Blogger, host for this site, was down the last couple of days. It was in "read-only" mode, no entries, comments and the like could be entered. So today's D/O reflection, although primarily focused on the readings assigned for this Saturday of 3 Easter in Year One, will also reference some earlier passages we had this week.
In Luke today Jesus calls Levi, who becomes Matthew, and eats at his home with other tax collectors, ticking-off the scribes and Pharisees. Jesus seems to so-like-to-do-that: upset the status quo, pinch the rigid beliefs of the ruling class. Jesus says to them that he has been sent to cure not the righteous, but those who have gone astray. What the scribes and Pharisees don't ever get is the fact that everyone, including them, including all of us, go astray from time to time and need to be brought back to the common table of lost ones, to be greeted and welcomed and loved by Jesus once again.
One of the ways we all go astray at times is by not trusting in God, losing faith that, even when things seem to be going to hell-in-a-hand-basket, God is still present with us, supporting us through those trials. In yesterday's reading from Luke, that trust is given two examples: with the leper begging Jesus to be healed, and the friends of the paralytic who, physically, raise-the-roof so that their friend can be touched and healed by Jesus.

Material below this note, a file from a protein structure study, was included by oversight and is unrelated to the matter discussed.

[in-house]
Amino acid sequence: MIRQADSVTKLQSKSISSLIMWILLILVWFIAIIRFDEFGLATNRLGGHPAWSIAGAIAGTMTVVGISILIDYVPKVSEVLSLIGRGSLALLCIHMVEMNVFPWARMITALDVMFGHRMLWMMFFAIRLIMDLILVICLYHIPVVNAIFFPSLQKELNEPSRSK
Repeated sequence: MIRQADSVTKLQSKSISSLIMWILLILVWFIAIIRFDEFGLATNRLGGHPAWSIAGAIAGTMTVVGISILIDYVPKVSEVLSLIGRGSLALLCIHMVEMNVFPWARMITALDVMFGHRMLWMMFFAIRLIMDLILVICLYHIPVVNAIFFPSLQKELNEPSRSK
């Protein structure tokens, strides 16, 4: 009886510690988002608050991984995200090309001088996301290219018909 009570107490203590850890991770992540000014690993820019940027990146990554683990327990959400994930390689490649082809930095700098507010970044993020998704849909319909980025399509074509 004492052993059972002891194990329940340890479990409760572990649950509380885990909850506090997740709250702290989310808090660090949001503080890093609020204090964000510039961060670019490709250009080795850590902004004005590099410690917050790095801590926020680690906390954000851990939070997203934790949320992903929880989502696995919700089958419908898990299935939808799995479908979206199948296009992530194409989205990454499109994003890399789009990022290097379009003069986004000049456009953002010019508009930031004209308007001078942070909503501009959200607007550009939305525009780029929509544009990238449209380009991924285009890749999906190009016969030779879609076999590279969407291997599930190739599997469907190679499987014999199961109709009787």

This theme of trust and faith is exemplified throughout the story we finish reading today in the Hebrew Testament: that of Daniel. Daniel's faith, his trust in God's love and care for him, never leaves him. Even when, as in today's ending story, he has been thrown into a den of lions overnight, and survived. What a metaphor for life as we know it.
There is an obvious resonance in this story of Daniel to the resurrection, of the king sealing the tomb to prevent Daniel from escaping. This story of trust and faith in God's close involvement in our lives, paired with our Gospel readings of the last few days, are stories that can strengthen us and carry with us always. In particular, in those very dark times of the soul when all seems lost. We can and will come out the other side of those difficult times. Perhaps not as we wished. We will be absolutely changed. But perhaps that is part of the point of these stories: our rules and regulations and expectations cannot bind the work of the Living God. Those bindings we create can become an aid to our straying from trust and faith. As our EP Psalm says: "Put your trust in God, for I will yet give thanks to the One, who is the help of my countenance, and my God."
We will stray. We will have times when we wander away. We will face challenging and difficult times in our lives. Jesus reminds us today that his assignment from God is to always be there at that table to welcome us back, and remind us that we were never alone on the journey.
Copyright 2011, The Rev. John F. Dwyer. All Rights Reserved.
Photo: SW Waterfront in Late Spring, 2011, jfd+